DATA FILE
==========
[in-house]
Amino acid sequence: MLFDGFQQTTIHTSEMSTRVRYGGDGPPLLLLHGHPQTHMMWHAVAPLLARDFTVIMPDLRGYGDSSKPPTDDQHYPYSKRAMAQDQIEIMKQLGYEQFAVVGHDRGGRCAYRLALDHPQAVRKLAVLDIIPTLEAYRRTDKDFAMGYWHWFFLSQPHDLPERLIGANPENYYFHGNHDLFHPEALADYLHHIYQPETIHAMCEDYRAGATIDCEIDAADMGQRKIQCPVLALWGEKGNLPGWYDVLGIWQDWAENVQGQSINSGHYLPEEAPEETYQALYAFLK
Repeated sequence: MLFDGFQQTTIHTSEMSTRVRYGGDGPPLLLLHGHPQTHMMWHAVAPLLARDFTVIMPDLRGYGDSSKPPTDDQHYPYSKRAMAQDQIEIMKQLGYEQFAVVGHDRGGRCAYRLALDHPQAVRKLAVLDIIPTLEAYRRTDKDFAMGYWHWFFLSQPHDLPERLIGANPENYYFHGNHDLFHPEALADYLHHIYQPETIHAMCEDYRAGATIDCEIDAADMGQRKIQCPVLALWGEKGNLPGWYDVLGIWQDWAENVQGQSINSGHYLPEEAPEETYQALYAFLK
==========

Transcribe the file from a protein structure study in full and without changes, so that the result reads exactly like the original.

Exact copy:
[in-house]
Amino acid sequence: MLFDGFQQTTIHTSEMSTRVRYGGDGPPLLLLHGHPQTHMMWHAVAPLLARDFTVIMPDLRGYGDSSKPPTDDQHYPYSKRAMAQDQIEIMKQLGYEQFAVVGHDRGGRCAYRLALDHPQAVRKLAVLDIIPTLEAYRRTDKDFAMGYWHWFFLSQPHDLPERLIGANPENYYFHGNHDLFHPEALADYLHHIYQPETIHAMCEDYRAGATIDCEIDAADMGQRKIQCPVLALWGEKGNLPGWYDVLGIWQDWAENVQGQSINSGHYLPEEAPEETYQALYAFLK
Repeated sequence: MLFDGFQQTTIHTSEMSTRVRYGGDGPPLLLLHGHPQTHMMWHAVAPLLARDFTVIMPDLRGYGDSSKPPTDDQHYPYSKRAMAQDQIEIMKQLGYEQFAVVGHDRGGRCAYRLALDHPQAVRKLAVLDIIPTLEAYRRTDKDFAMGYWHWFFLSQPHDLPERLIGANPENYYFHGNHDLFHPEALADYLHHIYQPETIHAMCEDYRAGATIDCEIDAADMGQRKIQCPVLALWGEKGNLPGWYDVLGIWQDWAENVQGQSINSGHYLPEEAPEETYQALYAFLK